13 February 2007 Three-dimensional photoacoustic imaging of vascular anatomy in small animals using an optical detection system
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A 3D photoacoustic imaging instrument for characterising small animal models of human disease processes has been developed. The system comprises an OPO excitation source and a backward-mode planar ultrasound imaging head based upon a Fabry Perot polymer film sensing interferometer (FPI). The mirrors of the latter are transparent between 590 - 1200nm but highly reflective between 1500-1600nm. This enables nanosecond excitation laser pulses in the former wavelength range, where biological tissues are relatively transparent, to be transmitted through the sensor head into the tissue. The resulting photoacoustic signals arrive at the sensor where they modulate the optical thickness of the FPI and therefore its reflectivity. By scanning a CW focused interrogating laser beam at 1550nm across the surface of the sensor, the spatial-temporal distribution of the photoacoustic signals can therefore be mapped in 2D enabling a 3D photoacoustic image to be reconstructed. To demonstrate the application of the system to imaging small animals such as mice, 3D images of the vascular anatomy of the mouse brain and the microvasculature in the skin around the abdomen were obtained non invasively. It is considered that this system provides a practical alternative to photoacoustic scanners based upon piezoelectric detectors for high resolution non invasive small animal imaging.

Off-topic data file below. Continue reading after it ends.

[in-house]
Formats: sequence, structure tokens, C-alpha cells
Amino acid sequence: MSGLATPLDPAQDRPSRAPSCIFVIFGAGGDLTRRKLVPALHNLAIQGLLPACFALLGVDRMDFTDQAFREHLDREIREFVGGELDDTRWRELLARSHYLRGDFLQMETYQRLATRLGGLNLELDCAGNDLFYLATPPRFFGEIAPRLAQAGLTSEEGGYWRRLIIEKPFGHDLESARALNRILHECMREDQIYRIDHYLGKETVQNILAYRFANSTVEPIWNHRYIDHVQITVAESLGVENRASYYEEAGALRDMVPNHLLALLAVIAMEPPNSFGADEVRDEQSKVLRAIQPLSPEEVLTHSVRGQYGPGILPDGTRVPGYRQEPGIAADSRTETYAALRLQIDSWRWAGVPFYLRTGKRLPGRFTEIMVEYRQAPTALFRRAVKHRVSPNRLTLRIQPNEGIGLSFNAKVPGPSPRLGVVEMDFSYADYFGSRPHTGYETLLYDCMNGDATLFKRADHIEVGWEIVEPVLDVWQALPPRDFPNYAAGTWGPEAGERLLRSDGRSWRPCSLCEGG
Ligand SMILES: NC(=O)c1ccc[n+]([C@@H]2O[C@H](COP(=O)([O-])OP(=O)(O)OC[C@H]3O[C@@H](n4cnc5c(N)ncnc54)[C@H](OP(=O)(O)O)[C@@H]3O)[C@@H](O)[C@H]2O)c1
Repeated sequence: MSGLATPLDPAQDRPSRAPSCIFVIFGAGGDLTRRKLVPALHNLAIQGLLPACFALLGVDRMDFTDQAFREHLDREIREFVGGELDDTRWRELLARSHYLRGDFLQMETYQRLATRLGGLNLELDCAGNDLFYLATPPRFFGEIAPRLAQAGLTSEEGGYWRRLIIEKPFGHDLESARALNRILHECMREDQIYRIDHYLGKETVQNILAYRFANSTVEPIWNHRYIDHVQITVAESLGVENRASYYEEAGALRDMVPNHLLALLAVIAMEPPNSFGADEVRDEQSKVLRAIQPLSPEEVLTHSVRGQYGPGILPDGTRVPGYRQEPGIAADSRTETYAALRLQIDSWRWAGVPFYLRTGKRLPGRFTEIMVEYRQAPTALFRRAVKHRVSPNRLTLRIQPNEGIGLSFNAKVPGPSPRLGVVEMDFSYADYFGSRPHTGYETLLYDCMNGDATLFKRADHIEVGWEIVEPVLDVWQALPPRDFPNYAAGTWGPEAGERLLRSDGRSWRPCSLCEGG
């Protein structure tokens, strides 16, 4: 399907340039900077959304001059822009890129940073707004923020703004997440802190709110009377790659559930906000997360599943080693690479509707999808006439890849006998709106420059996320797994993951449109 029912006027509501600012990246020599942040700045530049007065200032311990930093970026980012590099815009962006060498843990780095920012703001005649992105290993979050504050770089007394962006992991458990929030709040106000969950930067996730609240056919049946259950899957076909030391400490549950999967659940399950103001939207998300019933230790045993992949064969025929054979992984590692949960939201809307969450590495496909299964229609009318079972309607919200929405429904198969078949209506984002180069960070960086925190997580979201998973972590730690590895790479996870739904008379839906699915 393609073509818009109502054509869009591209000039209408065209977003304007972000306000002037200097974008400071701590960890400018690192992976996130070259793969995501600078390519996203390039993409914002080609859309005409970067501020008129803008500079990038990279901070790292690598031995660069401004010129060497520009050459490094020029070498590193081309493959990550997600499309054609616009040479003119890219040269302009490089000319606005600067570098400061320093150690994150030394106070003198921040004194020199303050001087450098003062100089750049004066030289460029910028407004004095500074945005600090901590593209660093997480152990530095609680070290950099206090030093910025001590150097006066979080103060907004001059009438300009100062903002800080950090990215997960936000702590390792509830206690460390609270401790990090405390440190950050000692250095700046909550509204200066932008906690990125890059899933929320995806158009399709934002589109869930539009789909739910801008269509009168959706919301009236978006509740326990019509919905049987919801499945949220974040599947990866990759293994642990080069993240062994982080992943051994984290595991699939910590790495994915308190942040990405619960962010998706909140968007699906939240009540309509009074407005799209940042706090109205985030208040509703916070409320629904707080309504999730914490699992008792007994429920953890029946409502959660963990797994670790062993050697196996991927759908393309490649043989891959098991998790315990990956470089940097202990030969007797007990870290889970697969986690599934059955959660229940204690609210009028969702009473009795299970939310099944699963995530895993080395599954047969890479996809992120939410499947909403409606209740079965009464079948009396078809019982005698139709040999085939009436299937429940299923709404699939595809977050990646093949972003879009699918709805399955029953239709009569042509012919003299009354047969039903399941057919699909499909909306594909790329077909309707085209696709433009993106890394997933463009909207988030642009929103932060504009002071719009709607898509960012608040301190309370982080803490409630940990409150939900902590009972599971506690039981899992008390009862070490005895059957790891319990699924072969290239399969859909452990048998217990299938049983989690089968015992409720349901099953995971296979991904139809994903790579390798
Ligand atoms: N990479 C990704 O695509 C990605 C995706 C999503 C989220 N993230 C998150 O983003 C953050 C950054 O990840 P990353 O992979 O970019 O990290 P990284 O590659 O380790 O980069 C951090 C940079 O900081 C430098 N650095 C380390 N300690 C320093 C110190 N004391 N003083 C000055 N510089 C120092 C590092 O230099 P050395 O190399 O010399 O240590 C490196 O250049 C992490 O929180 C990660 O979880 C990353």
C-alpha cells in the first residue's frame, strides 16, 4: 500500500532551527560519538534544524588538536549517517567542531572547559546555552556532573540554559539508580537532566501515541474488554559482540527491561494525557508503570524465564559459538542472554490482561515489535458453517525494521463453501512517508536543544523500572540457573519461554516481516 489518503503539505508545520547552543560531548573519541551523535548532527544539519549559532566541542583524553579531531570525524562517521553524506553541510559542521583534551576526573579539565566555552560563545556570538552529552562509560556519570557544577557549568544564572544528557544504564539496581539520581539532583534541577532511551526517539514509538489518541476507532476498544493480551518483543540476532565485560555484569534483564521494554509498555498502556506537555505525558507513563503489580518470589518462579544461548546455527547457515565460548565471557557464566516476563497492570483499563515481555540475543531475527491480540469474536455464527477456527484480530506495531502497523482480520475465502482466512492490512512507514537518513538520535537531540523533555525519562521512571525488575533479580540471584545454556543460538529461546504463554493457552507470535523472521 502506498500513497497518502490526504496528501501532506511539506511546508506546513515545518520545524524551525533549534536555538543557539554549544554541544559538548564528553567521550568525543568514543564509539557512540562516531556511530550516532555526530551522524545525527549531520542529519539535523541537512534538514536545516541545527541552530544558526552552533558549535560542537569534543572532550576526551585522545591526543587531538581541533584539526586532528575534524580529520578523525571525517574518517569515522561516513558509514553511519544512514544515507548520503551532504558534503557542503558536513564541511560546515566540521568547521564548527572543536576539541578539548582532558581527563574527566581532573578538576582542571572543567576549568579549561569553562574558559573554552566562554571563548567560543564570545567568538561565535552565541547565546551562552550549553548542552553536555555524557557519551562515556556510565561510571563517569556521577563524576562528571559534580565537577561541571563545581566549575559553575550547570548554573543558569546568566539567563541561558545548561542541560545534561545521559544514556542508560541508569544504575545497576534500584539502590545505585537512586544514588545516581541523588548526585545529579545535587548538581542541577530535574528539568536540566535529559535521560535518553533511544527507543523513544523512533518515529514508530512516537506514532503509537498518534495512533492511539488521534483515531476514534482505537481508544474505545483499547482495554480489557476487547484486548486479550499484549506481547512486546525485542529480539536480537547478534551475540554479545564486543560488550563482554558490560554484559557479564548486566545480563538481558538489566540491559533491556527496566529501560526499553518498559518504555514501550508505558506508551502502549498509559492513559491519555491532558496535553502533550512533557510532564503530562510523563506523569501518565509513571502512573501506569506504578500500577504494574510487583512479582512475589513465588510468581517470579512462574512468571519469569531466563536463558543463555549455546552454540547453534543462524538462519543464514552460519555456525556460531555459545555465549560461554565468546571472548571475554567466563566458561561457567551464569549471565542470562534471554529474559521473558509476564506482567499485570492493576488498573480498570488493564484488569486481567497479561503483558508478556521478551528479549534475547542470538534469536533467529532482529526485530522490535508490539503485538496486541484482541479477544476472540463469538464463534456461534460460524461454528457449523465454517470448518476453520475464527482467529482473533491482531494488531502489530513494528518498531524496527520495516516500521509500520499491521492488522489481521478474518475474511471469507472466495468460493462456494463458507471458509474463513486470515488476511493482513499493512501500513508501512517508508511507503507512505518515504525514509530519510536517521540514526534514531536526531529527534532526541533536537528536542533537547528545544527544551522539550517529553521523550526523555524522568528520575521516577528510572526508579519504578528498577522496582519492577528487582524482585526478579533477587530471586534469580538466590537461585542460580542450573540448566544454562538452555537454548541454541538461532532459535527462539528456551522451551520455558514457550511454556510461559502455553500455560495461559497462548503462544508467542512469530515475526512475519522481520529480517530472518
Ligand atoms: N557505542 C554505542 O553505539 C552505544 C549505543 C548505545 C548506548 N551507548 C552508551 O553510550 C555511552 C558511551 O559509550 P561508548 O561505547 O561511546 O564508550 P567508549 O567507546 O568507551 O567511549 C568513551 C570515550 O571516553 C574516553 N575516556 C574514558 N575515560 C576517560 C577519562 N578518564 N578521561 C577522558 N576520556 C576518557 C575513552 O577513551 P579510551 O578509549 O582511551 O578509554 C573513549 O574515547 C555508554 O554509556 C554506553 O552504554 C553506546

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Edward Z. Zhang, Edward Z. Zhang, Jan Laufer, Jan Laufer, Paul Beard, Paul Beard, } "Three-dimensional photoacoustic imaging of vascular anatomy in small animals using an optical detection system", Proc. SPIE 6437, Photons Plus Ultrasound: Imaging and Sensing 2007: The Eighth Conference on Biomedical Thermoacoustics, Optoacoustics, and Acousto-optics, 64370S (13 February 2007); doi: 10.1117/12.700128; https://doi.org/10.1117/12.700128

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